US 4898597 A
A grinding wheel is disclosed which is made up of sintered aluminous abrasive and a vitrified bond, the vitrified bond being a frit. A large portion of the sintered aluminous abrasive may be replaced by a non-sintered abrasive and the bond may include fillers and/or grinding aids.
1. A grinding wheel comprised of abrasive grain and a vitrified bond therefor, said abrasive grain consisting essentially of from 10% to 100% by weight of a polycrystalline sintered aluminous abrasive and from 0% to 90% by weight of a second type of abrasive, and wherein said vitrified bond contains at least 40% by weight of frit.
2. The grinding wheel of claim 1 wherein said second type of abrasive is one selected from the group consisting of fused alumina, cofused alumina-zirconia, silicon carbide, boron carbide, garnet, emery, flint, cubic boron nitride, diamond, and mixtures thereof.
3. The grinding wheel of claim 1 wherein said abrasive grains are present in an amount by volume of 32% to 54%, said bond is present in an amount by volume of 2% to 20% and wherein said grinding wheel includes from 15% to 55% by volume of pores.
4. The grinding wheel of claim 1 wherein said vitrified bond contains from 1% to 40% by weight of a filler selected from the group consisting of mullite, kyanite, cryolite, nepheline syenitel and mixtures thereof.
5. The grinding wheel of claim 2 wherein said second type of abrasive is fused alumina.
6. The grinding wheel of claim 2 wherein said second type of abrasive is cubic boron nitride.
7. A grinding wheel comprising abrasive grain and a vitrified bond therefor, said abrasive grain being and a vitrified bond made up of from 10% to 100% by weight of a seeded sol gel sintered aluminous abrasive and from 0% to 90% by weight of a second type of abrasive, said vitrified bond containing least 40% by weight of frit, and wherein each sintered seeded sol gel aluminous abrasive grain consists essentially of a plurality of microcrystals of alpha alumina which are generally equiaxed and have a size no greater than about0.4 microns.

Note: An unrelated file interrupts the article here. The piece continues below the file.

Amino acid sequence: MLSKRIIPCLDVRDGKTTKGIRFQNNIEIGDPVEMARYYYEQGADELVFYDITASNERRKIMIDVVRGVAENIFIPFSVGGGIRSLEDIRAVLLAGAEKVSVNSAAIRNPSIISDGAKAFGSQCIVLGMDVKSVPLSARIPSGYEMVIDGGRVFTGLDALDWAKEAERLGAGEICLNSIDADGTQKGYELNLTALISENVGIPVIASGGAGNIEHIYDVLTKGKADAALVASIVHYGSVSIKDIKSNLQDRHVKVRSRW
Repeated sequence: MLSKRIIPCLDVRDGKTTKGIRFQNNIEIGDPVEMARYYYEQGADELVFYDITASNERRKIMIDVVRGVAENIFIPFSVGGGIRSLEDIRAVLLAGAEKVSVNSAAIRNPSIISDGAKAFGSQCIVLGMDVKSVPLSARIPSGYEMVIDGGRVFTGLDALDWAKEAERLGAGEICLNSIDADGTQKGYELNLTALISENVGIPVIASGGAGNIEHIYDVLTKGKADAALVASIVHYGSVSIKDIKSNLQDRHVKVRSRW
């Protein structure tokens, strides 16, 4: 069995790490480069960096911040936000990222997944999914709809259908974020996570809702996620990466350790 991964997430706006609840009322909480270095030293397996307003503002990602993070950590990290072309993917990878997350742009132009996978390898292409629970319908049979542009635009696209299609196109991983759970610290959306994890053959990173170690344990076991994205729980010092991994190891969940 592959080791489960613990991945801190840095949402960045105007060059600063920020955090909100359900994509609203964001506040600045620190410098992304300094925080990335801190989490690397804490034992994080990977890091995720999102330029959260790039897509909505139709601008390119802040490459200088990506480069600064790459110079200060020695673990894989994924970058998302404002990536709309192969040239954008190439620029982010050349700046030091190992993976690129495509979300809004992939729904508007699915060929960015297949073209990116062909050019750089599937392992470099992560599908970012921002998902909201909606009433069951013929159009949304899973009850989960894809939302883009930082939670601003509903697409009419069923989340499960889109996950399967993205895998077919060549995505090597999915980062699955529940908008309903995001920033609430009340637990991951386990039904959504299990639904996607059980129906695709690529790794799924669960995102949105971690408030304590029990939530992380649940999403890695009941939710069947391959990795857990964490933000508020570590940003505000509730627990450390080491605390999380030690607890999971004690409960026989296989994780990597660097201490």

8. The grinding wheel of claim 7 wherein said sintered aluminous abrasive includes an effective amount of a grain growth inhibitor selected from the group consisting of silica, chromia, magnesia, zirconia, hafnia, and mixtures thereof.
9. A grinding wheel comprising abrasive grain and a vitrified bond therefor, said abrasive grain being made up of from 10% to 100% by weight of a sintered aluminous abrasive and from 0% to 90% by weight of a second type of abrasive, said vitrified bond containing at least 40% by weight of frit, and wherein the sintered aluminous abrasive is substantially calcium ion and alkali metal ion free and has a substantially homogeneous microcrystalline structure comprising a secondary phase of crystallites comprising a modifying component in a dominant continuous alumina phase comprising alpha alumina, said modifying component, on a volume percent of fired solids of said sintered aluminous abrasive, being selected from:
(i) at least 10% of zirconia, hafnia, or a combination of zirconia and hafnia,
(ii) at least 1% of a spinel derived from alumina and at least one oxide of a metal selected from cobalt, nickel, zinc, or magnesium, or
(iii) 1-4% of said zirconia, hafnia, or the combination of zirconia and hafnia and at least 1% of said spinel.
The invention relates to vitrified bonded grinding wheels and more specifically to grinding wheels bonded with a frit.
The following publications are representative of the most relevant prior art known to the Applicants at the time of filing of the application.
______________________________________UNITED STATES PATENTS______________________________________1,338,598 April 27, 1920 C. W. Thomas1,918,312 July 18, 1933 C. E. Wooddell4,314,827 February 9, 1982 M. A. Leitheiser et al.4,543,107 September 24, 1985 C. V. Rue4,623,364 November 18, 1986 T. E. Cottringer et al.4,741,743 May 3, 1988 K. S. Narayanan4,744,802 May 17, 1988 M. G. Schwabel______________________________________